2. While input_string is not empty: 2. While input_string is not empty:
1. Let item be the result of running Parse Item from Text 1. Let item be the result of running Parse Item from Text
(Section 4.4.1) with input_string. (Section 4.4.1) with input_string.
2. Append item to items. 2. Append item to items.
3. If items has more than 1024 members, fail parsing. 3. Discard any leading OWS from input_string.
4. Discard any leading OWS from input_string.
5. If input_string is empty, return items. 4. If input_string is empty, return items.
6. Consume a COMMA from input_string; if no comma is present, 5. Consume a COMMA from input_string; if no comma is present,
fail parsing. fail parsing.
7. Discard any leading OWS from input_string. 6. Discard any leading OWS from input_string.
8. If input_string is empty, fail parsing.
3. If items is empty, fail parsing. 7. If input_string is empty, fail parsing.
4. Return items. 3. No structured data has been found; fail parsing.
4.3. Parameterised Lists 4.3. Parameterised Lists
Parameterised Lists are arrays of a parameterised identifiers with 1 Parameterised Lists are arrays of a parameterised identifiers.
to 256 members.
A parameterised identifier is an identifier (Section 4.8) with up to A parameterised identifier is an identifier (Section 4.8) with an
256 parameters, each parameter having a identifier and an optional optional set of parameters, each parameter having a identifier and an
value that is an item (Section 4.4). Ordering between parameters is optional value that is an item (Section 4.4). Ordering between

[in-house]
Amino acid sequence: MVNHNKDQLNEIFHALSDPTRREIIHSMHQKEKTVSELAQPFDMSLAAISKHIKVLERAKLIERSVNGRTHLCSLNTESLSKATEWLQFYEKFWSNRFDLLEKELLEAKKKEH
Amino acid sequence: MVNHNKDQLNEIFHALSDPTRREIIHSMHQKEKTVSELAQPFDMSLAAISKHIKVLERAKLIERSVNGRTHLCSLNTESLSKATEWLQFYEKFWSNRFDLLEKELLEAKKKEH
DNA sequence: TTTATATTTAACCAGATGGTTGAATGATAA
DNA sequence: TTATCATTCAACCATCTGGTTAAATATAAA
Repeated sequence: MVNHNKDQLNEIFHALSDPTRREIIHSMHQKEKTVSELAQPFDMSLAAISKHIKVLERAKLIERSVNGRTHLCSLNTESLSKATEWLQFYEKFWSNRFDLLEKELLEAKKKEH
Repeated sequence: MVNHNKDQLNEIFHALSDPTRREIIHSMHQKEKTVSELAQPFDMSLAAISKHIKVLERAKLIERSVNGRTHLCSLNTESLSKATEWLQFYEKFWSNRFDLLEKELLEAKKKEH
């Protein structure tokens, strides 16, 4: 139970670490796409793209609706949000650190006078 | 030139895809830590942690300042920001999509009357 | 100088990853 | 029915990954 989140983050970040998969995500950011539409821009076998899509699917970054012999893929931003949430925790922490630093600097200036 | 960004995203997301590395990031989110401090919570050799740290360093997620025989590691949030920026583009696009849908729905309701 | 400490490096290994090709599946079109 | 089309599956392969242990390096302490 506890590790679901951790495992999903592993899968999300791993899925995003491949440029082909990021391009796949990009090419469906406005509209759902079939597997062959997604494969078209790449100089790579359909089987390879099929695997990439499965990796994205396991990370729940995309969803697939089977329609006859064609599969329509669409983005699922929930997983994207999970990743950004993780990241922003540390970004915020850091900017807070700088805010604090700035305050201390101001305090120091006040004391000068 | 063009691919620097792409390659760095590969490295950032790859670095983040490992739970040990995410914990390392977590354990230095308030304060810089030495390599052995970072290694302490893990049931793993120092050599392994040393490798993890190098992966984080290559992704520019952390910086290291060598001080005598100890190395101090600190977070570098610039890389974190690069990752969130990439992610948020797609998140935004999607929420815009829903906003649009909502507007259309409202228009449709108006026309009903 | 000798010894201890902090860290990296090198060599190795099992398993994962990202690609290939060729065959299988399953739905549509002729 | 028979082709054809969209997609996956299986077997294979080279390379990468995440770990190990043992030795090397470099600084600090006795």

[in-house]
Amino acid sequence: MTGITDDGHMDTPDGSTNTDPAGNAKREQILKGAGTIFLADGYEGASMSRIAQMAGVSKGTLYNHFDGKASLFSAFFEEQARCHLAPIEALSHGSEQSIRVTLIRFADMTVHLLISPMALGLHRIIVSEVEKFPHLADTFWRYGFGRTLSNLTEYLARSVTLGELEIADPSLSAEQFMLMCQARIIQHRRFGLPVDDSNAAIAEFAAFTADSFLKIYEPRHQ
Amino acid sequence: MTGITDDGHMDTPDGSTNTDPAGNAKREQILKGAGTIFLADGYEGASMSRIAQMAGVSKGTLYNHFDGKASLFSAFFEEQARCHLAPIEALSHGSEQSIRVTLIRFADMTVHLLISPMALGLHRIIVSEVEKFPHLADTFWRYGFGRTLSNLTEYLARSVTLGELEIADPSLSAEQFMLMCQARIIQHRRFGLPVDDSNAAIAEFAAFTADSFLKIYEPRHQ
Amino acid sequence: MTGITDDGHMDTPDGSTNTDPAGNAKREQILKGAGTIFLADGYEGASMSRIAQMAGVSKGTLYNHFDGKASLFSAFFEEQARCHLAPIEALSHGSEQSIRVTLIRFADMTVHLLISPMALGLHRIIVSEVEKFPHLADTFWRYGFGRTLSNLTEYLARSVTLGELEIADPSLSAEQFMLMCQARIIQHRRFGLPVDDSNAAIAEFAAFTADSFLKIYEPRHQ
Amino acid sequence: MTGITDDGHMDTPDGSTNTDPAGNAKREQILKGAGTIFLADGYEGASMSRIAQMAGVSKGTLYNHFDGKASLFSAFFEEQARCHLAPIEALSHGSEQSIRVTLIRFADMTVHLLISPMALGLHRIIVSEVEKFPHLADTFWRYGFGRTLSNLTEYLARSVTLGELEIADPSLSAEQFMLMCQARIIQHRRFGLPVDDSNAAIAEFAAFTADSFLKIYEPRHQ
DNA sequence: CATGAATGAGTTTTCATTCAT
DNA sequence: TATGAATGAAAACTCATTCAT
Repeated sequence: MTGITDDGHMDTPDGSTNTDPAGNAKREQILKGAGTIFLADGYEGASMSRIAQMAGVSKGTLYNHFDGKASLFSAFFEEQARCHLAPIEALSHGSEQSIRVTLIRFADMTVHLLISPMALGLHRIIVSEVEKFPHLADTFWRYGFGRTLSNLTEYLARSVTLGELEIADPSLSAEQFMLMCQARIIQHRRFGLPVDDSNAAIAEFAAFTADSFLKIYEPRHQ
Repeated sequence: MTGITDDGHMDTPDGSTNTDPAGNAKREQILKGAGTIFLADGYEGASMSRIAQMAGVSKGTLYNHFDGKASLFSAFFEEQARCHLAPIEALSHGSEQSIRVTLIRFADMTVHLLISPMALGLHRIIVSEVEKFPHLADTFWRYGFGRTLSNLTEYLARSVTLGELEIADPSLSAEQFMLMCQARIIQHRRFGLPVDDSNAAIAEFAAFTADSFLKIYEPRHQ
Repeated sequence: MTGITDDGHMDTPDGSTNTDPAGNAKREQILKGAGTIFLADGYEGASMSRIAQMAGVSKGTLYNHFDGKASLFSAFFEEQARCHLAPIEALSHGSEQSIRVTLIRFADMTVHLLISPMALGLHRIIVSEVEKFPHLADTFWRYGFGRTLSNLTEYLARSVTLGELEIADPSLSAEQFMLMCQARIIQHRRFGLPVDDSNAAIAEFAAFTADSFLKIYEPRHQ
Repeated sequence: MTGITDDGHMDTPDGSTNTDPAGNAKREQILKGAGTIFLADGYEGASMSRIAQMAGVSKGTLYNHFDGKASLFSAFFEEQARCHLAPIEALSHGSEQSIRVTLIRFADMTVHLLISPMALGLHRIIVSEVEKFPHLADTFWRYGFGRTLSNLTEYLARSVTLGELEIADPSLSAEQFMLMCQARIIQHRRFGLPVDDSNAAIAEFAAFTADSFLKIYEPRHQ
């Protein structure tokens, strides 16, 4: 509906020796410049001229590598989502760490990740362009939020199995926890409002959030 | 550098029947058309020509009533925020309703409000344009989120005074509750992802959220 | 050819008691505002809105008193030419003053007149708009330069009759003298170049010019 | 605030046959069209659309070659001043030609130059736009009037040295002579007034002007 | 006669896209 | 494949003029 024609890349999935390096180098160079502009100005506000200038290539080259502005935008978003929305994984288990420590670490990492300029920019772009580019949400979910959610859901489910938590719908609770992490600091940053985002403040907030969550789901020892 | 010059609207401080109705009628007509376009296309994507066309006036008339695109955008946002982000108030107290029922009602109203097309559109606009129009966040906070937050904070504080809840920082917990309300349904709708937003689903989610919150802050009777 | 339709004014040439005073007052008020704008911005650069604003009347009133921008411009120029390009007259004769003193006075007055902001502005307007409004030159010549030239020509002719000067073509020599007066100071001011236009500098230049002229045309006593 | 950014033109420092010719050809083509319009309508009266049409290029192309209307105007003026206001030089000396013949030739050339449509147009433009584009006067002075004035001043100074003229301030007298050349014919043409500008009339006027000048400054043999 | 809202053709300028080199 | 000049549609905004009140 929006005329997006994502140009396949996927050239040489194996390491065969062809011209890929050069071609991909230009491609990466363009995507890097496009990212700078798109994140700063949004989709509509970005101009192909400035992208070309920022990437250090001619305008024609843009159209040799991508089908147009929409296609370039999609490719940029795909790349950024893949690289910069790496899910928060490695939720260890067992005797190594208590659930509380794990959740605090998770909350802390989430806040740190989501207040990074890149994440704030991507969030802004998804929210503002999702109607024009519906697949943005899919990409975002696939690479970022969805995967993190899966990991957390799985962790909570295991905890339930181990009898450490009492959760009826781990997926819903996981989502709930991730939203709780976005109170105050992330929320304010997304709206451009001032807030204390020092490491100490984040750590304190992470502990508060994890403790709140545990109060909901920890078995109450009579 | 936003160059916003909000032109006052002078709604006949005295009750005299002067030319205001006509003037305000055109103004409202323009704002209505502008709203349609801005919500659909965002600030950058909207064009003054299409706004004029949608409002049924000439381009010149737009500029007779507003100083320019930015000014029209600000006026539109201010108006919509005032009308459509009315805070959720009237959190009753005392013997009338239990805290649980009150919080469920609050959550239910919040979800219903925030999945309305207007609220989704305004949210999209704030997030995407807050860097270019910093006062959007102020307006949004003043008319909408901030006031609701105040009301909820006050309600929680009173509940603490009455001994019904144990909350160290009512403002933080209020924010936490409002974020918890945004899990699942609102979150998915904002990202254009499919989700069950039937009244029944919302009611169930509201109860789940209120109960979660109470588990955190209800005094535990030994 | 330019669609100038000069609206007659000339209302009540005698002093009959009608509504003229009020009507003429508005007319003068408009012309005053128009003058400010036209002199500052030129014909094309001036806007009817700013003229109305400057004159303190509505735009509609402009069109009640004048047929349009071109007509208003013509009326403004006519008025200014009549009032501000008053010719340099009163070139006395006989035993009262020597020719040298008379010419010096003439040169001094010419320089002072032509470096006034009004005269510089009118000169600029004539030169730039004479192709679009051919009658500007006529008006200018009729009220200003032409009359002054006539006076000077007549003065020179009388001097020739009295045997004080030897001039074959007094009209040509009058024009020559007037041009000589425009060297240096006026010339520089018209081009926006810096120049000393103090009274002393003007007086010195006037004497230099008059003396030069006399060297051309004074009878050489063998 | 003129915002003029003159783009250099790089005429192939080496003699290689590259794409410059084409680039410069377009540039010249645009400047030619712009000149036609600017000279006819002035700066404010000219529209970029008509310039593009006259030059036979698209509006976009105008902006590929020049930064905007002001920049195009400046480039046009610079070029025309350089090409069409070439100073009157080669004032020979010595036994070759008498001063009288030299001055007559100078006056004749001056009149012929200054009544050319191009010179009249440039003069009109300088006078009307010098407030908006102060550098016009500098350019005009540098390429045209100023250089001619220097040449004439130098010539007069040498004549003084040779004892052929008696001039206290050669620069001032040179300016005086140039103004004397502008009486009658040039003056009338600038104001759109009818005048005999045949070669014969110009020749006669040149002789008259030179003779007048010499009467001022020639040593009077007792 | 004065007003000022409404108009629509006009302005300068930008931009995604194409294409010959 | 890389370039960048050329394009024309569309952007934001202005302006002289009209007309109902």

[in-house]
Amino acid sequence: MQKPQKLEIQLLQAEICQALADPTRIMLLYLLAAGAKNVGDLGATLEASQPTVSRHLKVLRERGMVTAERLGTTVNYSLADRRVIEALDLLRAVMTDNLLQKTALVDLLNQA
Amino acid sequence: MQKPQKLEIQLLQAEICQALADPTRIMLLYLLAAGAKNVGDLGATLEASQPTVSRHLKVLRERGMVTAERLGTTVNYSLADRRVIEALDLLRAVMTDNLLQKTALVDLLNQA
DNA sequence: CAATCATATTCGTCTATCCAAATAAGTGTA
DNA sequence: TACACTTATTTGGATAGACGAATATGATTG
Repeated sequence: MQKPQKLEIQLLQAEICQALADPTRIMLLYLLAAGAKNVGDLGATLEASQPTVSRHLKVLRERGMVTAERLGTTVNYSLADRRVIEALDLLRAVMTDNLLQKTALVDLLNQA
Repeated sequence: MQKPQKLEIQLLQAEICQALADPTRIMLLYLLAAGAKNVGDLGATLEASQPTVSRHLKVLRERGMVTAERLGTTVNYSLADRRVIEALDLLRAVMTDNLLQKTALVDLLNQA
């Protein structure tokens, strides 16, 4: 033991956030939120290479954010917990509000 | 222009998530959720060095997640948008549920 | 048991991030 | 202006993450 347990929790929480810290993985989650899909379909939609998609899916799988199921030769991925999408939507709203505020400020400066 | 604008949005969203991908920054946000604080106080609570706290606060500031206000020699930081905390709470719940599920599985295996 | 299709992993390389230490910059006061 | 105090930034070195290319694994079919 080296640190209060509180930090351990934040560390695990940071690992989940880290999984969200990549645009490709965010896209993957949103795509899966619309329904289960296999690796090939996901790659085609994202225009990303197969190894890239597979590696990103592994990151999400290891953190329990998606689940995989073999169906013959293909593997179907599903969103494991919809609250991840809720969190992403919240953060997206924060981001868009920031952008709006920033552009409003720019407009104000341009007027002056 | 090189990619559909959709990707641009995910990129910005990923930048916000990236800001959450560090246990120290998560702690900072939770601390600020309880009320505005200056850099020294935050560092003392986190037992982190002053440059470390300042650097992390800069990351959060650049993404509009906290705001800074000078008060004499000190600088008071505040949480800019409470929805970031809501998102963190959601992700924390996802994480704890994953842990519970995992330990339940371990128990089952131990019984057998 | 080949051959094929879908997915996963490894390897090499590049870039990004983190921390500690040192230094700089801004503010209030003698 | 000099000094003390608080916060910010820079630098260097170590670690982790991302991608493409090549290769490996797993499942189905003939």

not significant, and duplicate parameters MUST cause parsing to fail. parameters is not significant, and duplicate parameters MUST cause
parsing to fail.
In the textual HTTP serialisation, each parameterised identifier is In the textual HTTP serialisation, each parameterised identifier is
separated by a comma and optional whitespace. Parameters are separated by a comma and optional whitespace. Parameters are
delimited from each other using semicolons (";"), and equals ("=") delimited from each other using semicolons (";"), and equals ("=")
delimits the parameter name from its value. delimits the parameter name from its value.
param_list = param_id 0*255( OWS "," OWS param_id ) param-list = param-id *( OWS "," OWS param-id )
param_id = identifier 0*256( OWS ";" OWS identifier [ "=" item ] ) param-id = identifier *( OWS ";" OWS identifier [ "=" item ] )
For example, For example,
ExampleParamListHeader: abc_123;a=1;b=2; c, def_456, ghi;q="19";r=foo Example-ParamListHeader: abc_123;a=1;b=2; c, def_456, ghi;q="19";r=foo
Parsers MUST support parameterised lists containing at least 1024
members, and support members with at least 256 parameters.
4.3.1. Parsing a Parameterised List from Text 4.3.1. Parsing a Parameterised List from Text
Given an ASCII string input_string, return a list of parameterised Given an ASCII string input_string, return a list of parameterised
identifiers. input_string is modified to remove the parsed value. identifiers. input_string is modified to remove the parsed value.